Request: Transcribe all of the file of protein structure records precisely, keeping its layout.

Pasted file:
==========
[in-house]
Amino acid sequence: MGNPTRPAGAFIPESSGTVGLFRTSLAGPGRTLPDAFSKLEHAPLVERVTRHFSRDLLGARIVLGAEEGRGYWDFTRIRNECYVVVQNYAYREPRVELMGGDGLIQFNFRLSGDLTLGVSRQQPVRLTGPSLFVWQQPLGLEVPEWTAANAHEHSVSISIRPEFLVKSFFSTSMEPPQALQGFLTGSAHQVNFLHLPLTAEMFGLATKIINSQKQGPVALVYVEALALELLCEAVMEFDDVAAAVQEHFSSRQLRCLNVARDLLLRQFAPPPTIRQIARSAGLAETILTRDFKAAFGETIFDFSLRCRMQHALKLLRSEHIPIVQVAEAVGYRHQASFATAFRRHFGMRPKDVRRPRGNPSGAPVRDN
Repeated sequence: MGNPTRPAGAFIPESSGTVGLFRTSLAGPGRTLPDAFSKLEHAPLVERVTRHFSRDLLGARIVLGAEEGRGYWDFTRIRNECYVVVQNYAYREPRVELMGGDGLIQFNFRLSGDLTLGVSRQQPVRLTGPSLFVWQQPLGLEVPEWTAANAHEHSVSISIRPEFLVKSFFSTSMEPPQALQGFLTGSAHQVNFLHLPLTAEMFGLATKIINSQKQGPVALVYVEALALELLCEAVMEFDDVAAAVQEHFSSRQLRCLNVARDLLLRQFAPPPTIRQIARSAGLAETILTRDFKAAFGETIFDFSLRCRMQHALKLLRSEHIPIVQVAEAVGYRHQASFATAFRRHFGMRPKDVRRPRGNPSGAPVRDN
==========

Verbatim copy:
[in-house]
Amino acid sequence: MGNPTRPAGAFIPESSGTVGLFRTSLAGPGRTLPDAFSKLEHAPLVERVTRHFSRDLLGARIVLGAEEGRGYWDFTRIRNECYVVVQNYAYREPRVELMGGDGLIQFNFRLSGDLTLGVSRQQPVRLTGPSLFVWQQPLGLEVPEWTAANAHEHSVSISIRPEFLVKSFFSTSMEPPQALQGFLTGSAHQVNFLHLPLTAEMFGLATKIINSQKQGPVALVYVEALALELLCEAVMEFDDVAAAVQEHFSSRQLRCLNVARDLLLRQFAPPPTIRQIARSAGLAETILTRDFKAAFGETIFDFSLRCRMQHALKLLRSEHIPIVQVAEAVGYRHQASFATAFRRHFGMRPKDVRRPRGNPSGAPVRDN
Repeated sequence: MGNPTRPAGAFIPESSGTVGLFRTSLAGPGRTLPDAFSKLEHAPLVERVTRHFSRDLLGARIVLGAEEGRGYWDFTRIRNECYVVVQNYAYREPRVELMGGDGLIQFNFRLSGDLTLGVSRQQPVRLTGPSLFVWQQPLGLEVPEWTAANAHEHSVSISIRPEFLVKSFFSTSMEPPQALQGFLTGSAHQVNFLHLPLTAEMFGLATKIINSQKQGPVALVYVEALALELLCEAVMEFDDVAAAVQEHFSSRQLRCLNVARDLLLRQFAPPPTIRQIARSAGLAETILTRDFKAAFGETIFDFSLRCRMQHALKLLRSEHIPIVQVAEAVGYRHQASFATAFRRHFGMRPKDVRRPRGNPSGAPVRDN